Like Jack mentioned you can quickly see how a channel can be cross connected to any other point or multiple points or every point if you like!!
    Once you experiment with what can be connected you will find out that you can create multiple horizontal rows, multiple vertical rows and multiple diagonal rows however you like.
    One other tip that isn't really about routing but is just an interesting visual tip thing...
    On the RME forum there is long running thread has all types of User provided "skins" that can be loaded to change the look of your Mixer view
    It's essentially a new color bitmap that is copied into the default TotalMix folder and gets loaded in place of the stock RME bitmap rendering!
    I use the Cubase "skin" but there are all sorts of interesting skins with different meter colors and button enhancements that makes it look "cooler" than the stock view!

    Welcome to MindFire Academy
    audiokid likes this.
  5. Big K

    Big K Well-Known Member

    I use RME hardware for over 11 years, now. Totalmix was and still is a great feature I used for e.g. headphone mixes. Now, with the powerful control room features in Nuendo 4/5, I use it only for managing the I/Os, occasionally.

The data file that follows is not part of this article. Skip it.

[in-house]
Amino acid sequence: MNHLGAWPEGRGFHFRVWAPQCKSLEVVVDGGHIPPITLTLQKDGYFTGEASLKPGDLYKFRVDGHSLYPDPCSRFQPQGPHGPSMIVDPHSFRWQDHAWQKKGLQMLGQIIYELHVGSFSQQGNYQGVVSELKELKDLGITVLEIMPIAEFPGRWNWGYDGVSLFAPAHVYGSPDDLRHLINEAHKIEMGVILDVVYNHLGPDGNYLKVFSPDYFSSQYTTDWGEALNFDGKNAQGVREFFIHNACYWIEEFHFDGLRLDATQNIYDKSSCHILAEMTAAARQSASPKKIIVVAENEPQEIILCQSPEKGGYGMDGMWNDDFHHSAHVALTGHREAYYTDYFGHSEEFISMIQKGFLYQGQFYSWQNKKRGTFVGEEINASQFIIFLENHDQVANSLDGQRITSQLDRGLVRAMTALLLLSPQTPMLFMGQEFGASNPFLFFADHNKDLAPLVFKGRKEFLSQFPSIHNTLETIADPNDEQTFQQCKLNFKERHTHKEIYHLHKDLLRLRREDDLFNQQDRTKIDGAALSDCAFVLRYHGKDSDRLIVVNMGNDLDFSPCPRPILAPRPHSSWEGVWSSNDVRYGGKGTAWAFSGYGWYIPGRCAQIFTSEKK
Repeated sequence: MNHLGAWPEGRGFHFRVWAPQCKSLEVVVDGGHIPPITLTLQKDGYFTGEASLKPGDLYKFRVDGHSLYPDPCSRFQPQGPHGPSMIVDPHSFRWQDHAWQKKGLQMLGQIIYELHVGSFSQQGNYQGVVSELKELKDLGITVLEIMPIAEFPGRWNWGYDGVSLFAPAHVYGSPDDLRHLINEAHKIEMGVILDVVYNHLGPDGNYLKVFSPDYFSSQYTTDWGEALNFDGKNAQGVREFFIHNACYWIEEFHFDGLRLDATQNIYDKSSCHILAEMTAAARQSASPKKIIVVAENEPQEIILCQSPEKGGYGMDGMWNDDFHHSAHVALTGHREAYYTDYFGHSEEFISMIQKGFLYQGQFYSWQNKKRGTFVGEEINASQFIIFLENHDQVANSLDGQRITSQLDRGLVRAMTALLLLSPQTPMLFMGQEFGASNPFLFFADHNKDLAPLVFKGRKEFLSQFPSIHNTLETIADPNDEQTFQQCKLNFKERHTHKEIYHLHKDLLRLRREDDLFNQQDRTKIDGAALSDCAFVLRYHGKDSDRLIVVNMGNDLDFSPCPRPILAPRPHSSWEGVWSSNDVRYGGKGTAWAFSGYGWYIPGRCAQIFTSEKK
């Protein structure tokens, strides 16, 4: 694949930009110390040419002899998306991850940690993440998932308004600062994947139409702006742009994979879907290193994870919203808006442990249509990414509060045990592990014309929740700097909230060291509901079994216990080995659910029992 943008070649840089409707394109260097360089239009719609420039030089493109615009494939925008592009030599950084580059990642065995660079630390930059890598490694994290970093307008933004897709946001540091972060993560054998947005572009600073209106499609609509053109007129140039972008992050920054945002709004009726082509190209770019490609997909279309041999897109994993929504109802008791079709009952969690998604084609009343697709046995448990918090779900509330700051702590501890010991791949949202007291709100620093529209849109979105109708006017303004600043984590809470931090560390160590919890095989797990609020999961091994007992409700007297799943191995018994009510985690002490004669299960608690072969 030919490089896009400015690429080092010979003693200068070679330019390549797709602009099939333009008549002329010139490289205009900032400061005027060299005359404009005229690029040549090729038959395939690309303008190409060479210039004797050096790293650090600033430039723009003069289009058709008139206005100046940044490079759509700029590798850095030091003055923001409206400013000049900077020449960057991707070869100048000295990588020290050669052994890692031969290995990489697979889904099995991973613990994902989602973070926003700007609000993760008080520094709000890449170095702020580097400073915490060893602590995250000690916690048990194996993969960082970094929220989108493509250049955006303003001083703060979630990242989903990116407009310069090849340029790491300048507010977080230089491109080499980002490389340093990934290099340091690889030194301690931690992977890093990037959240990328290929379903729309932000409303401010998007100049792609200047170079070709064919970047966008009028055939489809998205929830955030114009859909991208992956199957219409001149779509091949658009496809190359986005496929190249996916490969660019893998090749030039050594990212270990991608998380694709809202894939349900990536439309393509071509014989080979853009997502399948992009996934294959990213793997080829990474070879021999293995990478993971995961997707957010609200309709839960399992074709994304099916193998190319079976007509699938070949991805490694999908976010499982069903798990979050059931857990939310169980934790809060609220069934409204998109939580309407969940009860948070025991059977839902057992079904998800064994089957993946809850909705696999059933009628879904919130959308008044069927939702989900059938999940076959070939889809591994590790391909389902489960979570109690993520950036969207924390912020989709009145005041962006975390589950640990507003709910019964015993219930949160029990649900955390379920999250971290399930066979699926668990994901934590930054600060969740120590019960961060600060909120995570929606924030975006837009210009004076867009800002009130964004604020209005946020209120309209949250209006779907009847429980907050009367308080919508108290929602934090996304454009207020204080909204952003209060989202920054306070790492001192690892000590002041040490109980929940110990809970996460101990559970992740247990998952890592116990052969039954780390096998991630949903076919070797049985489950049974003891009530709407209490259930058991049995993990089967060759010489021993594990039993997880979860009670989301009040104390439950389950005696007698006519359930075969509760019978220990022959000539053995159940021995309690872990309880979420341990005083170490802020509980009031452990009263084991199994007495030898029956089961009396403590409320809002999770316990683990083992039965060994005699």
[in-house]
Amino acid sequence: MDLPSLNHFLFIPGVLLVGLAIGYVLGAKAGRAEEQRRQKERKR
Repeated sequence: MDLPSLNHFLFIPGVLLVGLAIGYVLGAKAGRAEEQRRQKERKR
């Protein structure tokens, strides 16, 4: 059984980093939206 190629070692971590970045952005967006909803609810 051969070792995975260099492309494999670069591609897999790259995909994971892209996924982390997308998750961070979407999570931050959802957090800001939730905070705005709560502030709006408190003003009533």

RME is a great company with a good customer service. All my RME gear is still working flawless. The first Digi96 and the Multiface 1 being the oldest I still posess. You bang them in and forget about it...from one PC to the next and next...Their stuff has always been a huge bang for the buck, but the sound of the newer Micstasy and ADI 8 QS is extremely good. We will go MADI with RME next year...
    audiokid likes this.
  6. soapfloats

    soapfloats Well-Known Member

    Good mentioning the control room feature in Nuendo 4/5 - it's another aspect of my setup I haven't had time to fully explore.

    Between that and TotalMix, I get the feeling I have a beast on my hands.... now to get around to taming it!
  7. Big K

    Big K Well-Known Member

    Indeed, ... I have not gotten behind all new N5 features myself, yet, but between features like ContrRoom, expanded automation, new ADR PostPro features, MediaBay and batch export there is always something new to "discover" to improve ones workflow. With latencies down to 0.7 ms there is no need for me, anymore, to use direct listening through RME hardware. Reverbs are fast enough, as well, to deliver a decent headphone playback, too. With ControlRoom you can mix up to 4 separat, independent headphone mixes incl. sends and inserts... For my usual day-to-day work that is good enough.

    Oops, back to MADI..
    Although, the optical cables are less vulnerable then I initially thought, the connectors are just too easily unplugged for my taste.
    Apart from the fact that opticals are also more expensive, a 75 ohm coaxial cable with a lockable BNC connector is usually very durable and comperatively cheap.
    Last week I auctioned 20 various BNC-cables (1,5 m to 15 m) for 15 Euro... enough for the whole setup...